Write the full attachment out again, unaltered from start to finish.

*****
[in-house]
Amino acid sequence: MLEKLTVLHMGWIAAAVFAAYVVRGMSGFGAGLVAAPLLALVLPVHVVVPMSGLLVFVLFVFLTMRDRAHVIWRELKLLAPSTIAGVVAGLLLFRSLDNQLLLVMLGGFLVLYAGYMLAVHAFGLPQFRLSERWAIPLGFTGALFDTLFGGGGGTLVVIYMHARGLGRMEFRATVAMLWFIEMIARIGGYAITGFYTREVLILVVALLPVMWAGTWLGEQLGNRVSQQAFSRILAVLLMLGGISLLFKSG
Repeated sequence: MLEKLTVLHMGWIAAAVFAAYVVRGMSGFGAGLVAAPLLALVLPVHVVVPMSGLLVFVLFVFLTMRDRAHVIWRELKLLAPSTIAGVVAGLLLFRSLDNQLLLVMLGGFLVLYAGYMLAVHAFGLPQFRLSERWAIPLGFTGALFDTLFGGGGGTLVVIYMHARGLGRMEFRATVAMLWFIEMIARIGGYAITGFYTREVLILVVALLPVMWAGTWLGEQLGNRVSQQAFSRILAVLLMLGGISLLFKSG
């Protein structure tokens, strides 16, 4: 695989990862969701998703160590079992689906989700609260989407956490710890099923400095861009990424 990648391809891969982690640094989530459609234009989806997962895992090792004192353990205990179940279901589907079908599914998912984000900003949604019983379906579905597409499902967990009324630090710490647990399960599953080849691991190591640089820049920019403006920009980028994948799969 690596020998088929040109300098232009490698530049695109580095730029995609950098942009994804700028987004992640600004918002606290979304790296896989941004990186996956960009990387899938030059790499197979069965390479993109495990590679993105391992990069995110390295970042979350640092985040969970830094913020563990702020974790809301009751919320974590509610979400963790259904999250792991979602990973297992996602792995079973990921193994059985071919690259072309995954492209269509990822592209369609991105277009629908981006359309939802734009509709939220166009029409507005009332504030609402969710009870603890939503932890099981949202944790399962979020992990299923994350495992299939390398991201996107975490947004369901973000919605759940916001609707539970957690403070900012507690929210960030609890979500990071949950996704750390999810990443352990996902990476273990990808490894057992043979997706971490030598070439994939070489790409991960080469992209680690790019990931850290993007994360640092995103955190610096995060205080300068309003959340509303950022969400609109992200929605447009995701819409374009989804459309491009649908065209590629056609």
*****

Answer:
[in-house]
Amino acid sequence: MLEKLTVLHMGWIAAAVFAAYVVRGMSGFGAGLVAAPLLALVLPVHVVVPMSGLLVFVLFVFLTMRDRAHVIWRELKLLAPSTIAGVVAGLLLFRSLDNQLLLVMLGGFLVLYAGYMLAVHAFGLPQFRLSERWAIPLGFTGALFDTLFGGGGGTLVVIYMHARGLGRMEFRATVAMLWFIEMIARIGGYAITGFYTREVLILVVALLPVMWAGTWLGEQLGNRVSQQAFSRILAVLLMLGGISLLFKSG
Repeated sequence: MLEKLTVLHMGWIAAAVFAAYVVRGMSGFGAGLVAAPLLALVLPVHVVVPMSGLLVFVLFVFLTMRDRAHVIWRELKLLAPSTIAGVVAGLLLFRSLDNQLLLVMLGGFLVLYAGYMLAVHAFGLPQFRLSERWAIPLGFTGALFDTLFGGGGGTLVVIYMHARGLGRMEFRATVAMLWFIEMIARIGGYAITGFYTREVLILVVALLPVMWAGTWLGEQLGNRVSQQAFSRILAVLLMLGGISLLFKSG
């Protein structure tokens, strides 16, 4: 695989990862969701998703160590079992689906989700609260989407956490710890099923400095861009990424 990648391809891969982690640094989530459609234009989806997962895992090792004192353990205990179940279901589907079908599914998912984000900003949604019983379906579905597409499902967990009324630090710490647990399960599953080849691991190591640089820049920019403006920009980028994948799969 690596020998088929040109300098232009490698530049695109580095730029995609950098942009994804700028987004992640600004918002606290979304790296896989941004990186996956960009990387899938030059790499197979069965390479993109495990590679993105391992990069995110390295970042979350640092985040969970830094913020563990702020974790809301009751919320974590509610979400963790259904999250792991979602990973297992996602792995079973990921193994059985071919690259072309995954492209269509990822592209369609991105277009629908981006359309939802734009509709939220166009029409507005009332504030609402969710009870603890939503932890099981949202944790399962979020992990299923994350495992299939390398991201996107975490947004369901973000919605759940916001609707539970957690403070900012507690929210960030609890979500990071949950996704750390999810990443352990996902990476273990990808490894057992043979997706971490030598070439994939070489790409991960080469992209680690790019990931850290993007994360640092995103955190610096995060205080300068309003959340509303950022969400609109992200929605447009995701819409374009989804459309491009649908065209590629056609």